In Heimskringla, which is the most elaborate although not the oldest or most reliable source to the life of Harald, it is written that Harald succeeded, on the death of his father Halfdan the Black Gudrödarson, to the sovereignty of several small, and somewhat scattered kingdoms in Vestfold, which had come into his father’s hands through conquest and inheritance. His protector-regent was his mother’s brother Guthorm.
The unification of Norway is something of a love story. It begins with a marriage proposal that resulted in rejection and scorn from Gyda, the daughter of Eirik, king of Hordaland. She said she refused to marry Harald “before he was king over all of Norway”. Harald was therefore induced to take a vow not to cut nor comb his hair until he was sole king of Norway, and when he was justified in trimming it ten years later, he exchanged the epithet “Shockhead” or “Tanglehair” for the one by which he is usually known.
In 866, Harald made the first of a series of conquests over the many petty kingdoms which would compose all of Norway, including Värmland in Sweden, which had sworn allegiance to the Swedish king Erik Eymundsson. In 872, after a great victory at Hafrsfjord near Stavanger, Harald found himself king over the whole country. His realm was, however, threatened by dangers from without, as large numbers of his opponents had taken refuge, not only in Iceland, then recently discovered; but also in the Orkney Islands, Shetland Islands, Hebrides Islands, Faroe Islands and the northern European mainland. However, his opponents’ leaving was not entirely voluntary. Many Norwegian chieftains who were wealthy and respected posed a threat to Harald; therefore, they were subjected to much harassment from Harald, prompting them to vacate the land. At last, Harald was forced to make an expedition to the West, to clear the islands and the Scottish mainland of some Vikings who tried to hide there.
The earliest narrative source which mentions Harald, the 12th century Íslendingabók notes that Iceland was settled during his lifetime. Harald is thus depicted as the prime cause of the Norse settlement of Iceland and beyond. Iceland was settled by “malcontents” from Norway, who resented Harald’s claim of rights of taxation over lands, which the possessors appear to have previously held in absolute ownership.
Peter Franzén (born 14 August 1971) is a Finnish actor who has appeared in over 40 films and TV series. Of these, the most famous are A Summer by the River, Ambush, Mustan kissan kuja, Badding, On the Road to Emmaus, Rölli ja metsänhenki, Kuutamolla, Bad Boys, Dog Nail Clipper, Matti, Hellsinki and Kerron sinulle kaiken. For his role in Dog Nail Clipper, Franzén was awarded a Jussi Award for Best Actor as well as earning praise from film critic Jay Weissberg from Variety magazine who called the actor “one of the most talented and versatile thesps in Finland”.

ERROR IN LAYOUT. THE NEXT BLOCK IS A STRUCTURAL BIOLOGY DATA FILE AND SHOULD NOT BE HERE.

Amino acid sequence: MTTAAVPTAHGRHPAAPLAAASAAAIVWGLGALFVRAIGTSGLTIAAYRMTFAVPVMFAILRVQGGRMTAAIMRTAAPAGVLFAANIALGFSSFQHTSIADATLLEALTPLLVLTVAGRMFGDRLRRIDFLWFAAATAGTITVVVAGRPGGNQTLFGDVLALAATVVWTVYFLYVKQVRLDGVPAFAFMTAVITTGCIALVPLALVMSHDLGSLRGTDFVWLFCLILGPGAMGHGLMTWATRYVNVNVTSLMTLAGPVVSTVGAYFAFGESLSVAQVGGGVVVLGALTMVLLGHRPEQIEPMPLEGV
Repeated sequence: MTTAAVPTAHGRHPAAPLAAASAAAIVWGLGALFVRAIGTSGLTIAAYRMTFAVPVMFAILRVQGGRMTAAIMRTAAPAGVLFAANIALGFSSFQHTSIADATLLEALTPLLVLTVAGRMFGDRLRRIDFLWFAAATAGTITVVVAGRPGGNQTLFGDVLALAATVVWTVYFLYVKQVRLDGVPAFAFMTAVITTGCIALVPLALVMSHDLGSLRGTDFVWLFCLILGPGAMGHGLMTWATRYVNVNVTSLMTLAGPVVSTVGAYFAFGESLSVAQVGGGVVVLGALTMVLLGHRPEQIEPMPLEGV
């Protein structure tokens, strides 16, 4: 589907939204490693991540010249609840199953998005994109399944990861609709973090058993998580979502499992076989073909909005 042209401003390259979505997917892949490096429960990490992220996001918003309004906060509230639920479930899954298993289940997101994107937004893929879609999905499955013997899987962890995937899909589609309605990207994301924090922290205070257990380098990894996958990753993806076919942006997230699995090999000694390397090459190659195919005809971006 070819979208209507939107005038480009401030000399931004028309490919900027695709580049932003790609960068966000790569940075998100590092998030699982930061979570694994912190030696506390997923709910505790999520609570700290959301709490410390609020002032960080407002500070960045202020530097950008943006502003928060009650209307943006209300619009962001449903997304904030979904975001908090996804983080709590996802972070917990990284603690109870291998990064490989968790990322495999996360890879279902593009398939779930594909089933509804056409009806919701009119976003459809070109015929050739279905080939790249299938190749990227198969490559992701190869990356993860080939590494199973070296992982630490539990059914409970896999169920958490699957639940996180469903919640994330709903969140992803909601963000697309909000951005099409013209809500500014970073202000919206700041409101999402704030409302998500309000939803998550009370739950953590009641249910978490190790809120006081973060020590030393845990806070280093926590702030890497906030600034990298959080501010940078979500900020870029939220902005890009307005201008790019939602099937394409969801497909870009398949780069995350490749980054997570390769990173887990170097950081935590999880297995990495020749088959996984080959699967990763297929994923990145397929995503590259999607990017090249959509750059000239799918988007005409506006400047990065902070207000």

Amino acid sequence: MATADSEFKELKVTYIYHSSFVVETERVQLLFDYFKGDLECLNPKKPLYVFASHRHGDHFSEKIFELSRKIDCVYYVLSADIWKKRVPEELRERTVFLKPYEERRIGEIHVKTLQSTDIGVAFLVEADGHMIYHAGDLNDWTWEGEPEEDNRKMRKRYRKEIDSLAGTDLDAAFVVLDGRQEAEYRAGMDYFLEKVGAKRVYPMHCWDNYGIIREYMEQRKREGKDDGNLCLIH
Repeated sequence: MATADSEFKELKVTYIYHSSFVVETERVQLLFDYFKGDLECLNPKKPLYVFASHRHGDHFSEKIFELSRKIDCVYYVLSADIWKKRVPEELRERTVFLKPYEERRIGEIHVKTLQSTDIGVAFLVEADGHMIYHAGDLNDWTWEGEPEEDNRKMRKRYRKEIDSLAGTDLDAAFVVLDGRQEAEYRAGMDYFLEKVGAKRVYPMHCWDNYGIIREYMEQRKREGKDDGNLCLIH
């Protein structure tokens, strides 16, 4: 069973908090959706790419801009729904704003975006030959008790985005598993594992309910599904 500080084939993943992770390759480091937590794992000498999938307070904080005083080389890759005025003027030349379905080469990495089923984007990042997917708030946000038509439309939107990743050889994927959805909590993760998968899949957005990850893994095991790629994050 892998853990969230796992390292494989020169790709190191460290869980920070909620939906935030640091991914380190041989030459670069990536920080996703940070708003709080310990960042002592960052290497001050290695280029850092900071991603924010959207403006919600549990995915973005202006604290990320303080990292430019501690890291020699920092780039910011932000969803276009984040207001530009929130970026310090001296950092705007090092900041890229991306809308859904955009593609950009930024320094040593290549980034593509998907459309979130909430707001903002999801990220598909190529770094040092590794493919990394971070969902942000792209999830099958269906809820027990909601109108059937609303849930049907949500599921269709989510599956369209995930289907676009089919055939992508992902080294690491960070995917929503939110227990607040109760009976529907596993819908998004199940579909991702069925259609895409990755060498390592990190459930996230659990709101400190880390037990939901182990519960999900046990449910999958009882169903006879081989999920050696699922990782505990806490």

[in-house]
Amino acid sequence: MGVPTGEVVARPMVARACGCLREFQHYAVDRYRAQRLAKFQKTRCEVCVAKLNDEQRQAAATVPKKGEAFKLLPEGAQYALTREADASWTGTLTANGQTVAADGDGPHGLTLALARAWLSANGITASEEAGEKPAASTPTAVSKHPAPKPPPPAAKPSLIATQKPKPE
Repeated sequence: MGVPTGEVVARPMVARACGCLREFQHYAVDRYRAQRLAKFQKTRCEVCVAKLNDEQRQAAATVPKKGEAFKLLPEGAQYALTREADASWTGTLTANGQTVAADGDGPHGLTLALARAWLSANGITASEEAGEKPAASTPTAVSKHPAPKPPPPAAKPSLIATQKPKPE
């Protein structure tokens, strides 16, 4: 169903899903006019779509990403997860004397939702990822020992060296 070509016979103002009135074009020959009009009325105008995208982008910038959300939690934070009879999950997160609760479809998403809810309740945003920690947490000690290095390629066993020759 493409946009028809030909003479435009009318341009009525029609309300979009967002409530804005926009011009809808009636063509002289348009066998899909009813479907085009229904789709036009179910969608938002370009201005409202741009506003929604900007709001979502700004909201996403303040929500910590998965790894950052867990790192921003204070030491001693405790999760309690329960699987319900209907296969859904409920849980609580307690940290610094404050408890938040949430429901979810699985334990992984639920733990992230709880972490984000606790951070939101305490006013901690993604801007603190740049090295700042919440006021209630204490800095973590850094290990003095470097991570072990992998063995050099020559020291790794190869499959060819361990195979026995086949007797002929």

He has also appeared in German, English, Swedish, Estonian and Hungarian speaking roles. Franzén had a role as a Russian corpse in one episode of CSI: Miami, and more recently was cast for a small part as a police officer in the movie Cleaner by Renny Harlin. In 2009, Franzén had a small role as a Swedish Viking in the True Blood episode Never Let Me Go.
An interesting side note for these two characters… In some variations of the Norse history sagas, there is debate and difference of who Halfdan married. According to Heimskringla, Halfdan’s second wife was also named Ragnhild. Ragnhild Sigurdsdotter was the daughter of Sigurd Hjort, king of Ringerike. She was kidnapped from her home by Hake, a “berserker” who encountered her father in Hadeland and killed him. In turn, Halfdan had her kidnapped from Hake, so that he could marry her. Fagrskinna does not mention any of these details, but calls Ragnhild the daughter of Sigurd Snake-in-the-Eye, who in Heimskringlas version is her great-grandfather. Both sagas agree that Ragnhild and Halfdan had a son who was also named Harald.
What is most interesting for next season is that with the jump in time that Hirst has already confirmed, I think that we will see many more portrayals and representations of actual, documented historical figures from Viking history. The history will become far more documented rather than legends as the groups move forward in their expansions and raids in various parts of the world!
So, Ragnar must not only contend with his current ailments and personal agendas in the future, he will also face fierce competition for his lands and his title on his home front! From the sounds of it, he had best recover quickly both in mind and body to face this new force waiting for him! As the Seer has reminded him, Things do not bode well for you Ragnar Lothbrok!